As a skin care specialist for about three years, I’ve learned it matters what my face looks like when it comes to selling product. Most customers who come to my counter begin by asking me what I use. Because I once had problem skin, I’m able to connect with consumers and tell them I’ve faced similar issues, which usually helps gain trust. Selling skin care is a more intricate process then with other products; you really have to spend time with the customer to gauge his or her needs. It can be a little like being a doctor—listening to the problem and prescribing a resolution that is customized to a particular person. Because every client’s situation is different, the process is a learning experience for me and helps me broaden my knowledge. From younger kids with acne to older women looking to reduce wrinkles and fine lines, skin care has a major impact on a person’s overall feelings of well-being. It’s considered a necessity by many people and I take my job selling it seriously. My motto is that I will sell customers things that work for them to make them feel better. It’s not about making sales, but about building trust so they come back to me. My average sale can range from about $50 all the way up to $1,000. Tourists, most of who come in looking for American brands, usually spend upwards of $300. I’ve noticed that the shyest shoppers are usually younger men; older men and women are more comfortable opening up and asking questions. In order to get the younger male consumer to feel more relaxed, I present a simplified regimen or a multitasking product that won’t overwhelm him.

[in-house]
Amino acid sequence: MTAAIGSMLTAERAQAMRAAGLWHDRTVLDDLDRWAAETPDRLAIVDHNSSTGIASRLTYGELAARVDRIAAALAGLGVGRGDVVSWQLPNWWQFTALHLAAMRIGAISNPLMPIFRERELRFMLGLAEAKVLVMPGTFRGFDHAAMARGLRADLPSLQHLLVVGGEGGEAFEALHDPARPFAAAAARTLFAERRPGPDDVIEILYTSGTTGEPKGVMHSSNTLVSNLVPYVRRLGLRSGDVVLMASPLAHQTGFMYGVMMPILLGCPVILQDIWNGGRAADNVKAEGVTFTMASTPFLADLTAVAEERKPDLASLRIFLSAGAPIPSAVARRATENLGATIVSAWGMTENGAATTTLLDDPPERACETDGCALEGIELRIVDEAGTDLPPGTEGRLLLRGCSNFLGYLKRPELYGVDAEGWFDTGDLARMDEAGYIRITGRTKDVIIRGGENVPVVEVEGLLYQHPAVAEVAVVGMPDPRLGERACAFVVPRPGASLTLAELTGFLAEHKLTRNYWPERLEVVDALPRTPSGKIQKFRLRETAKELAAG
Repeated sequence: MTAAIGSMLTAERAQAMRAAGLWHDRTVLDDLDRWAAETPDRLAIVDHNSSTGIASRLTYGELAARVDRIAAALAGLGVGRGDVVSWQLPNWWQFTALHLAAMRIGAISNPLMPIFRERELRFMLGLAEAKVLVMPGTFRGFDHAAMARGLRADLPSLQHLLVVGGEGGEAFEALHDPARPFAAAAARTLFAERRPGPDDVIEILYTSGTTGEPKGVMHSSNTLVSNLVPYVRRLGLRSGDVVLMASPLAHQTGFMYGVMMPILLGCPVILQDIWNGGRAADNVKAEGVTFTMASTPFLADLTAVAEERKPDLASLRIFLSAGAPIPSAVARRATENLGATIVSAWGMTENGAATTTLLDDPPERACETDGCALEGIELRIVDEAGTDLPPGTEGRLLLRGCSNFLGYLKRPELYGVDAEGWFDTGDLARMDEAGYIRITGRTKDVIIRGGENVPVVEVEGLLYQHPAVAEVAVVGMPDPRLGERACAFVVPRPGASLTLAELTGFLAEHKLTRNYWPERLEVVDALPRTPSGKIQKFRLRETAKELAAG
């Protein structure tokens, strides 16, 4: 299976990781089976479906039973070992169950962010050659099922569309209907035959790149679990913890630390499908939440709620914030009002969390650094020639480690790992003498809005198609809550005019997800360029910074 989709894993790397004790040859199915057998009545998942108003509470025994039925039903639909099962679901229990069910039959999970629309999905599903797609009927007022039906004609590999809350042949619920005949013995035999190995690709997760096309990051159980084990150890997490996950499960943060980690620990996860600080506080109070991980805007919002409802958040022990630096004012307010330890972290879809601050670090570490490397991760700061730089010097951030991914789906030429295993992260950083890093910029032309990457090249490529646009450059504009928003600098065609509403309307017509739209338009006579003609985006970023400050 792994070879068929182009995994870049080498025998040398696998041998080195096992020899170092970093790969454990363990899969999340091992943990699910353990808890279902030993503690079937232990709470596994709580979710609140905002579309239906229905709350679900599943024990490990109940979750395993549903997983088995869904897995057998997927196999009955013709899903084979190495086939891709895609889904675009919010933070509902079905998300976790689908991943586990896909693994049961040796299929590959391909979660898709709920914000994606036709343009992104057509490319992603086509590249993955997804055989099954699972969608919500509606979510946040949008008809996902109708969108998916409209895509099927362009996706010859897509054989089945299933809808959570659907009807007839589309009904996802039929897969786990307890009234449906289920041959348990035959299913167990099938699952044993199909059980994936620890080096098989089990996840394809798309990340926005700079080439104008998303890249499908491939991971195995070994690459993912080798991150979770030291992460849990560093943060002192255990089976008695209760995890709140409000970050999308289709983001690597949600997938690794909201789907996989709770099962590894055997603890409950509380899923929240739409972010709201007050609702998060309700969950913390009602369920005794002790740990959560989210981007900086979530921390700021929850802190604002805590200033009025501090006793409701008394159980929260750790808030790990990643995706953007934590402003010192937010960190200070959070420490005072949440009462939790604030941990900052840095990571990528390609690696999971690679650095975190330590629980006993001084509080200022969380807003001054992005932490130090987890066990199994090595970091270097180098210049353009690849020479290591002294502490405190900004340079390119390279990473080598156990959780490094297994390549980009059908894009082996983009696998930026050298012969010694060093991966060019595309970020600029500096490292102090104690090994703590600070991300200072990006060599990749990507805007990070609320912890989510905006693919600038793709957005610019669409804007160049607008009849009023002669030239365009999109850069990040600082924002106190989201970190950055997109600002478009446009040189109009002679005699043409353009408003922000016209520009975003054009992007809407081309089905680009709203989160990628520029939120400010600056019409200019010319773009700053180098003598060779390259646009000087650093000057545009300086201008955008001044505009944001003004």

Hermès is launching a Laundromat pop-up shop in NYC - dubbed Hermèsmatic - where customers can bring their old scarves to be dip-dyed by an expert. Get all the details on WWD.com. #wwdnews (📷: @donstahl)